Shirley Chisholm

February is Black History Month! This month, we are going to highlight several important black Americans to honor the work that they have done in the effort to end homelessness and advocate for families with low-income. The first is Shirley Chisholm (1924 – 2005).Shirley Chisholm was the first African American woman in Congress and the first woman and African American to seek the nomination for president of the United States from one major political parties.

Before serving in Congress, Chisholm successfully ran for the New York State Assembly in 1964. Her major achievements included granting domestic workers unemployment benefits and a program that gave underprivileged students the opportunity to attend college while taking remedial education classes. In 1969, Chisholm was elected to serve in the US House of Representative. Her efforts to broaden the food stamp program and to establish the Special Supplemental Nutrition Program for Women, Infants and Children (WIC) are among Chisholm’s lasting contributions as a congresswoman. In 1974, one of Chisholm’s most important pieces of legislation—the 1974 minimum wage law—passed through Congress. That bill expanded minimum wage standards to apply to domestic workers, as well as to more state and local government employees.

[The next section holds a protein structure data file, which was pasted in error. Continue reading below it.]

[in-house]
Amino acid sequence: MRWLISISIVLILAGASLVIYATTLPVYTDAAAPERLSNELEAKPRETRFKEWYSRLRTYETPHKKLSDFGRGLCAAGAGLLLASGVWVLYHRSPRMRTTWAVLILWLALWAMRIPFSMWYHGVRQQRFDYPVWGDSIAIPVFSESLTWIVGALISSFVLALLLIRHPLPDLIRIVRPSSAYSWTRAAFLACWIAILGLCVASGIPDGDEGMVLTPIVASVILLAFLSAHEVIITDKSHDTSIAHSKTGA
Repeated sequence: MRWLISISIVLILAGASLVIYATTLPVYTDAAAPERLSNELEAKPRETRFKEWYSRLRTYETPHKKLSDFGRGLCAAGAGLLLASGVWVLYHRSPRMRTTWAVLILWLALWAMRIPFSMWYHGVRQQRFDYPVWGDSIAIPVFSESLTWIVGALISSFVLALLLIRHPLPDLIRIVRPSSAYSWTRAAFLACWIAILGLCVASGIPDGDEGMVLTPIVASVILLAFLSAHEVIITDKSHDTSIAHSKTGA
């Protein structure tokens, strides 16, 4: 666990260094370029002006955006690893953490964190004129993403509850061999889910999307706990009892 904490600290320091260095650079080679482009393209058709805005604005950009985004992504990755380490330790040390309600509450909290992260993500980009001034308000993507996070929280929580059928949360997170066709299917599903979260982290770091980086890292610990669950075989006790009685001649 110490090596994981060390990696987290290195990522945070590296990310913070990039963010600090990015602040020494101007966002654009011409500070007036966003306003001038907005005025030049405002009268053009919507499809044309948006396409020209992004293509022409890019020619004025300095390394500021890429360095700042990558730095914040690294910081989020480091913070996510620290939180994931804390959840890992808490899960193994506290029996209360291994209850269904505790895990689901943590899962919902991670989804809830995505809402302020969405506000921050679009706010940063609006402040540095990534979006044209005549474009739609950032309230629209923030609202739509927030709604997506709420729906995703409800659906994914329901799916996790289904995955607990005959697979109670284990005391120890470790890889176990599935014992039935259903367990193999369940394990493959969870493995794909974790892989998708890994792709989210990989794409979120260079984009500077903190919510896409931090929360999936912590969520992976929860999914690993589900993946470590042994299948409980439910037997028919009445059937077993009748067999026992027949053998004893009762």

Shirley Chisholm was an important advocate for women and African Americans. She worked hard for low-income families, and we thank her for her efforts!

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